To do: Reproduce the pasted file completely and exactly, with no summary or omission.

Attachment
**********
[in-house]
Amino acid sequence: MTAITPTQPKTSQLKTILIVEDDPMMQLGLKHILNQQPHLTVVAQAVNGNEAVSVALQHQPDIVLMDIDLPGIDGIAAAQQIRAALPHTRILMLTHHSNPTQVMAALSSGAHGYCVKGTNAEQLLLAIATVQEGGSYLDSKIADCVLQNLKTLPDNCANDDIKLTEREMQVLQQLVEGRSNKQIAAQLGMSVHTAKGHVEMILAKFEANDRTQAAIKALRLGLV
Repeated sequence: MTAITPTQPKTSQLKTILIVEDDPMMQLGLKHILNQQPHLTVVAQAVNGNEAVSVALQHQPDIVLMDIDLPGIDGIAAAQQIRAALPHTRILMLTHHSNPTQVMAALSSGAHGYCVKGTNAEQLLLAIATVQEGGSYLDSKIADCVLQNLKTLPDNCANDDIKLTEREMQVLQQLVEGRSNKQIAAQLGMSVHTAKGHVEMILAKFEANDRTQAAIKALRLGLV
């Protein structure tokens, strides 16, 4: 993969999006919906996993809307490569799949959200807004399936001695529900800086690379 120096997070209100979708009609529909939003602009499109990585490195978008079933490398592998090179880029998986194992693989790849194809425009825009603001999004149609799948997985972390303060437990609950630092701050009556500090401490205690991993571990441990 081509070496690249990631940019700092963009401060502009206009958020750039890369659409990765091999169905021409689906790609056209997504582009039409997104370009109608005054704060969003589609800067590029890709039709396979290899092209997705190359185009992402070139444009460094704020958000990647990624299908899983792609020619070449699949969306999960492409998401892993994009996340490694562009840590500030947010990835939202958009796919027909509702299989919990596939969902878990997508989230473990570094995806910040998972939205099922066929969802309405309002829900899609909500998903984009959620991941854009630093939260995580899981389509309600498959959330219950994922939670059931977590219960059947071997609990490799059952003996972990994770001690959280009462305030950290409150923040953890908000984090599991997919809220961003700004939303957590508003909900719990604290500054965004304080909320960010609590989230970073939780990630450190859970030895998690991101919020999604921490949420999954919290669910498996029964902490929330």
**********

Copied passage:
[in-house]
Amino acid sequence: MTAITPTQPKTSQLKTILIVEDDPMMQLGLKHILNQQPHLTVVAQAVNGNEAVSVALQHQPDIVLMDIDLPGIDGIAAAQQIRAALPHTRILMLTHHSNPTQVMAALSSGAHGYCVKGTNAEQLLLAIATVQEGGSYLDSKIADCVLQNLKTLPDNCANDDIKLTEREMQVLQQLVEGRSNKQIAAQLGMSVHTAKGHVEMILAKFEANDRTQAAIKALRLGLV
Repeated sequence: MTAITPTQPKTSQLKTILIVEDDPMMQLGLKHILNQQPHLTVVAQAVNGNEAVSVALQHQPDIVLMDIDLPGIDGIAAAQQIRAALPHTRILMLTHHSNPTQVMAALSSGAHGYCVKGTNAEQLLLAIATVQEGGSYLDSKIADCVLQNLKTLPDNCANDDIKLTEREMQVLQQLVEGRSNKQIAAQLGMSVHTAKGHVEMILAKFEANDRTQAAIKALRLGLV
């Protein structure tokens, strides 16, 4: 993969999006919906996993809307490569799949959200807004399936001695529900800086690379 120096997070209100979708009609529909939003602009499109990585490195978008079933490398592998090179880029998986194992693989790849194809425009825009603001999004149609799948997985972390303060437990609950630092701050009556500090401490205690991993571990441990 081509070496690249990631940019700092963009401060502009206009958020750039890369659409990765091999169905021409689906790609056209997504582009039409997104370009109608005054704060969003589609800067590029890709039709396979290899092209997705190359185009992402070139444009460094704020958000990647990624299908899983792609020619070449699949969306999960492409998401892993994009996340490694562009840590500030947010990835939202958009796919027909509702299989919990596939969902878990997508989230473990570094995806910040998972939205099922066929969802309405309002829900899609909500998903984009959620991941854009630093939260995580899981389509309600498959959330219950994922939670059931977590219960059947071997609990490799059952003996972990994770001690959280009462305030950290409150923040953890908000984090599991997919809220961003700004939303957590508003909900719990604290500054965004304080909320960010609590989230970073939780990630450190859970030895998690991101919020999604921490949420999954919290669910498996029964902490929330």